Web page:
Adoption Promotion Legislation in the 105th Congress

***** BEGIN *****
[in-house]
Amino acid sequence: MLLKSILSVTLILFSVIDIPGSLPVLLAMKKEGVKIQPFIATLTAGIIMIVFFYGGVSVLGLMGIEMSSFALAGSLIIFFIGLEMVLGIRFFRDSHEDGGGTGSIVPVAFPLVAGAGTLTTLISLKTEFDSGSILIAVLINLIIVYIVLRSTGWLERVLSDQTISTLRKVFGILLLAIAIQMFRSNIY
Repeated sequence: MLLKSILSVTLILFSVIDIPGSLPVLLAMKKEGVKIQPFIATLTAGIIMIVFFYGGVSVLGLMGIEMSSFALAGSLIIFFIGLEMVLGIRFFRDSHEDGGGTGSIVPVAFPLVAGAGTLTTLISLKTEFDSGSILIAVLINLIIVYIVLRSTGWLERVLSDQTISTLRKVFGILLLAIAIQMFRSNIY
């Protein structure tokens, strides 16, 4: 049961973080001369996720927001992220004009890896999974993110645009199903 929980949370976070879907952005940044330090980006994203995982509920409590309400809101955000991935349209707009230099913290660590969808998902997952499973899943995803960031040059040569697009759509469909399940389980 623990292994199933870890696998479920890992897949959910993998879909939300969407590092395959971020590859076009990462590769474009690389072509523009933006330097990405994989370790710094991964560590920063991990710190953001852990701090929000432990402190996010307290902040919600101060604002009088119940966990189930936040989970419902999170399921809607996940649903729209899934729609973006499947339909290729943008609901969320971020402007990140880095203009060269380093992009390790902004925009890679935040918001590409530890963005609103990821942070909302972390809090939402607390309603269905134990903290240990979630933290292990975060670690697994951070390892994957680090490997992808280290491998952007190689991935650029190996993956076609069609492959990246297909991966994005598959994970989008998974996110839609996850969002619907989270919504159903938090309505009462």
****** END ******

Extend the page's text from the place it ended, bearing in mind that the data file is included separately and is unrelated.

97-491 EPW Updated November 24, 1997 CRS Report for Congress Received through the CRS Web Adoption Promotion Legislation in the 105th Congress Karen Spar Education and Public Welfare Division Summary President Clinton signed the Adoption and Safe Families Act into law on November 19, 1997, after the House and Senate approved final versions of the legislation on November 13. The new law (P.L. 105-89) is intended to promote adoption or other permanent arrangements for foster children who are unable to return home, and to make general improvements in the nation’s child welfare system. The legislation responds to concerns that children are remaining in foster care unnecessarily long, that their adoption rate is low, and that additional safeguards are needed to ensure their safety. The House initially passed legislation (H.R. 867) on April 30 by a vote of 416-5, and the Senate passed an amended version on November 8. A compromise version was passed on November 13, by a vote of 406-7 in the House and by unanimous consent in the Senate. This report discusses the final version of the legislation, as enacted into law Background More than half a million children are currently in foster care. Although the number of foster children has almost doubled since the mid-1980s, the number of these children who are adopted each year has remained at approximately 20,000 throughout this period. Most children who enter foster care eventually return to their families, but concern has developed in recent years about the growing number of children who cannot return home. This concern prompted the 105th Congress to consider legislation with two primary goals: (1) to ensure that consideration of children’s safety is paramount in child welfare decisions, so that children are not returned to unsafe homes; and (2) to ensure that necessary legal procedures occur expeditiously, so that children may be placed for adoption or another permanent arrangement quickly and do not linger in foster care. In December 1996, President Clinton directed the Department of Health and Human Services (HHS) to develop recommendations to double the number of foster child adoptions by 2002. HHS released its report, Adoption 2002, on February 14, 1997 ( Meanwhile, related proposals were being developed in Congress. On April 30, the House passed the Adoption Promotion Act (H.R. 867) by a vote of 416-5, and a bipartisan group of Congressional Research Service ˜ The Library of Congress CRS-2 Senators introduced the Safe Adoptions and Family Environments (SAFE) Act in March (S. 511). The SAFE Act was superceded by another bipartisan package that was introduced in the Senate on September 18, called the Promotion of Adoption, Safety, and Support for Abused and Neglected Children (PASS) Act (S. 1195). The PASS Act, with some changes from the introduced version, was approved by the full Senate on November 8, as a substitute for the House-passed version of H.R. 867. Differences between the House and Senate were resolved, and a final, amended version of H.R. 867 — renamed the Adoption and Safe Families Act of 1997 — was passed on November 13 by a vote of 406-7 in the House and by unanimous consent in the Senate. President Clinton signed the bill into law on November 19, 1997 (P.L. 105-89). Most provisions in the new law amend Titles IV-B and IV-E of the Social Security Act, which authorize grants to states for child welfare activities, including foster care and adoption assistance. To receive federal funds (almost $5 billion in FY1998), states must comply with requirements designed to ensure that services are provided to the families of children who are at risk, so that children can remain safely with their families or return home after they have been placed in foster care. States also must conduct administrative and court hearings on every child’s case according to a prescribed timetable, and establish a permanent placement plan for each child. Title IV-B and IV-E were enacted in their current form in 1980 (P.L. 96-272). However, concern has developed in recent years that some states and judges have interpreted the federal law as requiring family preservation and reunification at all costs, including in cases where the child’s health or safety was in jeopardy. The new law is intended to clarify federal policy to ensure safety for all children who come into contact with the child welfare system, to expedite permanency for foster children, and to promote adoption for those children who cannot safely return home. The Adoption and Safe Families Act establishes significant new procedural requirements to promote safety and expedite permanency, which the Congressional Budget Office (CBO) has estimated will save federal money by shortening the time that some children spend in foster care. At the same time, the new law also contains some spending provisions. These include financial incentive payments to states that increase their numbers of adoptions from foster care; a requirement that states provide health insurance coverage to special needs adopted children who are not eligible for federal subsidies; a provision that continues eligibility for federal subsidies to special needs children whose adoptions are disrupted; and a reauthorization and expansion of the family preservation program under Title IV-B. CBO has estimated the net cost of P.L. 105-89 at $40 million over a 5-year period. To offset these costs, the law reduces spending for the contingency fund under the Temporary Assistance for Needy Families (TANF) block grant. Child Safety and “Reasonable Efforts” to Preserve Families The Adoption and Safe Families Act requires that a child’s health and safety be of “paramount” concern in any efforts made by the state to preserve or reunify the child’s family. States continue to be required to make “reasonable efforts” to avoid the need to place children in foster care, and to return them home if they are removed, but the new law establishes exceptions to this requirement. Specifically, states are not required to make efforts to preserve or reunify a family if a court finds that a parent had killed another CRS-3 of their children, or committed felony assault against the child or a sibling, or if their parental rights to another child had previously been involuntarily terminated. In addition, the new law establishes that efforts to preserve or reunify a family are not required if the court finds that a parent had subjected the child to “aggravated circumstances.” Each state will define these circumstances in state law, although the Adoption and Safe Families Act cites abandonment, torture, chronic abuse, and sexual abuse as examples. Moreover, the new law does not preclude individual judges from using their discretion to protect a child’s health and safety in any case, regardless of whether the specific circumstances are cited in federal law. To further promote safety, the new law adds references to child safety in various sections of Titles IV-B and IV-E. The legislation also requires that states conduct criminal background checks for all prospective foster or adoptive parents, and deny approval to anyone who has ever been convicted of felony child abuse or neglect, spousal abuse, a crime against children (including child pornography), or a violent crime including rape, sexual assault, or homicide. In addition, states must deny approval to anyone with a felony conviction for physical assault, battery, or a drug-related offense, if the felony occurred within the past five years. States may opt out of the criminal record check requirement either through a letter from the Governor to the Secretary of Health and Human Services (HHS), or through legislation enacted by the state legislature. Finally, the new law requires states to develop standards to ensure quality services that protect the health and safety of children in foster care with public and private agencies. These standards are in addition to licensing requirements already established under Title IV-E. “Reasonable Efforts” to Promote Adoption If efforts to preserve or reunify a family are not required because the court has found that an exception to this requirement exists, as described above, the Adoption and Safe Families Act requires that a permanency hearing (formerly called “dispositional” hearing) be held for the child within 30 days of that court finding. In these cases, or whenever a child’s permanency plan is adoption or another alternative to family reunification, the new law requires states to make reasonable efforts to place the child in a timely manner in accordance with the permanency plan, which may include placement for adoption, with a guardian, or in another planned, permanent arrangement. States also must document specific efforts made to place the child for adoption. These provisions are intended to shorten the length of time that children spend in foster care, once a court has determined that family reunification is not feasible or likely. The new law also specifies that efforts to preserve or reunify a family can be made concurrently with efforts to place the child for adoption or guardianship. This practice is referred to as “concurrent planning” and allows states to develop a back-up plan, to save time in case efforts to restore the original family are unsuccessful. The Adoption and Safe Families Act also contains provisions intended to eliminate interjurisdictional issues as a potential barrier to a child’s adoption. First, the new law requires states to assure in their Title IV-B plans that they will make effective use of cross-jurisdictional resources to facilitate timely adoptions for waiting children. The law CRS-4 also denies federal foster care and adoption assistance funding to any state that is found to have denied or delayed a child’s adoptive placement if an approved family is available outside the child’s jurisdiction, or has denied a fair hearing to anyone who alleges a violation of this provision. In addition, the Adoption and Safe Families Act directs the General Accounting Office (GAO) to conduct a study of interjurisdictional adoption issues, including the implementation of the Interstate Compact on the Placement of Children, and to report findings to Congress within a year. Permanency Hearings and Termination of Parental Rights Prior to enactment of the Adoption and Safe Families Act, federal law required that every foster child must have a judicial hearing, known as a “dispositional” hearing, within 18 months of their placement in care to determine their future status. The new law requires this hearing to occur within 12 months of placement, and changes the name to “permanency” hearing. The law revises the list of permanency goals (which had included long-term foster care) to include returning home, referral for adoption and termination of parental rights, guardianship, placement with a relative, or, as a last resort, another planned, permanent living arrangement. P.L. 105-89 also requires that foster parents, preadoptive parents, and relative caregivers be given notice and an opportunity to be heard at reviews and hearings. One of the most significant provisions of the new law requires states to initiate proceedings to terminate parental rights (TPR) for certain foster children; there was no comparable provision in prior law. Specifically, P.L. 105-89 requires states to initiate TPR proceedings for children who have been in foster care for 15 of the most recent 22 months, or for infants determined under state law to be abandoned, or in any case where the court has found that a parent has killed another of their children or committed felony assault against the child or a sibling. States can opt not to initiate such proceedings if the child is in a relative’s care, or if the state agency has documented in the child’s case plan a compelling reason to determine that TPR would not be in the child’s best interest, or if the state had not provided necessary services to the family. For children entering foster care after the new law’s date of enactment, states must comply with this provision no later than three months after the end of their first legislative session that begins after the date of enactment. For children who already were in care on the date of enactment, states may phase in compliance but must be in compliance for all children by no later than 18 months after the end of the legislative session. For purposes of the TPR provision and the 12-month permanency hearing, children will be considered to have entered foster care on the first date that the court finds they have been subjected to child abuse or neglect, or 60 days after their removal from home, whichever occurs first. Adoption Incentive Payments The Adoption and Safe Families Act intends to promote adoption by providing incentive payments to states to increase their number of foster child adoptions, with additional incentives for the adoption of foster children with special needs. As in the existing adoption assistance program, which provides ongoing subsidies to adoptive parents of special needs children, the definition of special needs is determined by each CRS-5 state, and may include age, ethnic group, or membership in a sibling group, in addition to disability or a medical condition that makes a child difficult to place for adoption. This adoption incentive provision was a key recommendation in the Administration’s Adoption 2002. Incentive payments will equal $4,000 for each foster child whose adoption is finalized (over a certain base level) and $6,000 for each special needs adoption above the base level. The new law authorizes $20 million annually for these incentive payments, for FY1999 through FY2003. In addition, discretionary budget caps are adjusted to help ensure that these funds will actually be appropriated. The new legislation also authorizes HHS to provide technical assistance to help states increase their number of foster child adoptions, and authorizes appropriations of $10 million annually for each of FY1998-FY2000. HHS must use half of the funds that are appropriated to provide technical assistance to the courts. Eligibility for Adoption and Medical Assistance Under Title IV-E, states may receive open-ended federal entitlement funds for part of the costs of operating adoption assistance programs for special needs children. Under these programs, parents who adopt children with special needs may receive monthly adoption subsidies through agreements with their state. The federal government helps states with part of these costs, but only for children who meet certain eligibility requirements; specifically, children whose biological parents would have been eligible for the former Aid to Families with Dependent Children (AFDC) program, or who are eligible for Supplemental Security Income (SSI). Adoptive parents of children with special needs who do not meet these criteria may receive subsidies through state-funded programs. Children who are eligible for federal adoption assistance are automatically eligible for Medicaid. However, states are not required (although they have the option) to provide Medicaid coverage to special needs adopted children who do not meet the AFDC or SSI eligibility criteria for federal adoption subsidies. The Adoption and Safe Families Act requires states to provide health insurance coverage to these children, if they have special needs for medical, mental health, or rehabilitative care. This health coverage may be through Medicaid or another program, as long as benefits are comparable. In addition, to be eligible for adoption incentive payments (described above) in FY2000 or FY2001, states must provide health coverage to any special needs child whose adoptive parents have entered into an adoption assistance agreement with any state. States also must comply with this provision to be eligible for a waiver demonstration (described below). The Adoption and Safe Families Act also contains a provision intended to ensure that children who had once been eligible for federally subsidized adoption assistance will continue to be eligible in a subsequent adoption, if their initial adoption is disrupted or their adoptive parents die, regardless of whether they would have qualified for AFDC or SSI based on the income and assets of their first adoptive family. Reauthorization and Renaming of Family Preservation Program The new law reauthorizes and changes the name of the existing family preservation program, which is a capped entitlement under subpart 2 of Title IV-B and was scheduled CRS-6 to expire at the end of FY1998. Under the new law, the program is renamed Promoting Safe and Stable Families. This program was funded at $240 million in FY1997 and $255 million in FY1998, and is reauthorized under P.L. 105-89 at: $275 million in FY1999; $295 million in FY2000; and $305 million in FY2001. Prior law required states to devote significant expenditures to each of two types of services: family preservation; and community-based family support. The Adoption and Safe Families Act adds two more categories: time-limited family reunification services provided during the 15-month period after a child is removed from home; and adoption promotion and support services. State Accountability for Performance The Adoption and Safe Families Act also aims to increase the accountability of states for the performance of their child welfare programs. The legislation requires HHS, in consultation with public officials and child welfare advocates, to develop outcome measures in various categories (i.e., number of foster care placements and adoptions, length of stay in foster care), and to rate state performance according to these measures in an annual report. The first annual report is due by May 1, 1999. In addition, the new law directs HHS to conduct a study and develop recommendations for a performance-based financial incentive system under Titles IV-B and IV-E. To the extent feasible, this system will be based on the annual performance report described above. HHS must submit a progress report to Congress within 6 months of the new law’s enactment, and a final report within 15 months. State Innovation and Demonstration Under legislation enacted in 1994, HHS is authorized to approve up to 10 states to receive waivers from Title IV-B and IV-E rules in order to conduct demonstration projects. The Adoption and Safe Families Act allows HHS to approve an additional 10 demonstrations in each of FYs 1998 through 2002. Federal law does not mandate specific goals for these demonstrations. However, the new law directs the Secretary to give consideration to any applications received with the following purposes: (1) to identify and address barriers to adoption for foster children; (2) to identify and address parental substance abuse problems that result in foster care placement for children, including through placement of children together with their parents in appropriate residential treatment facilities; and (3) to address kinship care. Kinship Care The Adoption and Safe Families Act also requires HHS to submit a report to Congress by June 1, 1999, on the issue of kinship care, including recommendations for policy in this area. This report will be developed with the assistance of an advisory panel, which the Secretary must convene by June 1, 1998. Additional Provisions Additional provisions in P.L. 105-89: give child welfare agencies access to the Federal Parent Locator Service; clarify eligibility for the independent living program; establish a sense of Congress in favor of standby guardianship laws; and make a statement of intent about “reasonable” parenting. Unless specified otherwise, the new law takes CRS-7 effect upon enactment, except that, where enactment of new state laws is required, states have until three months after their first legislative session to comply.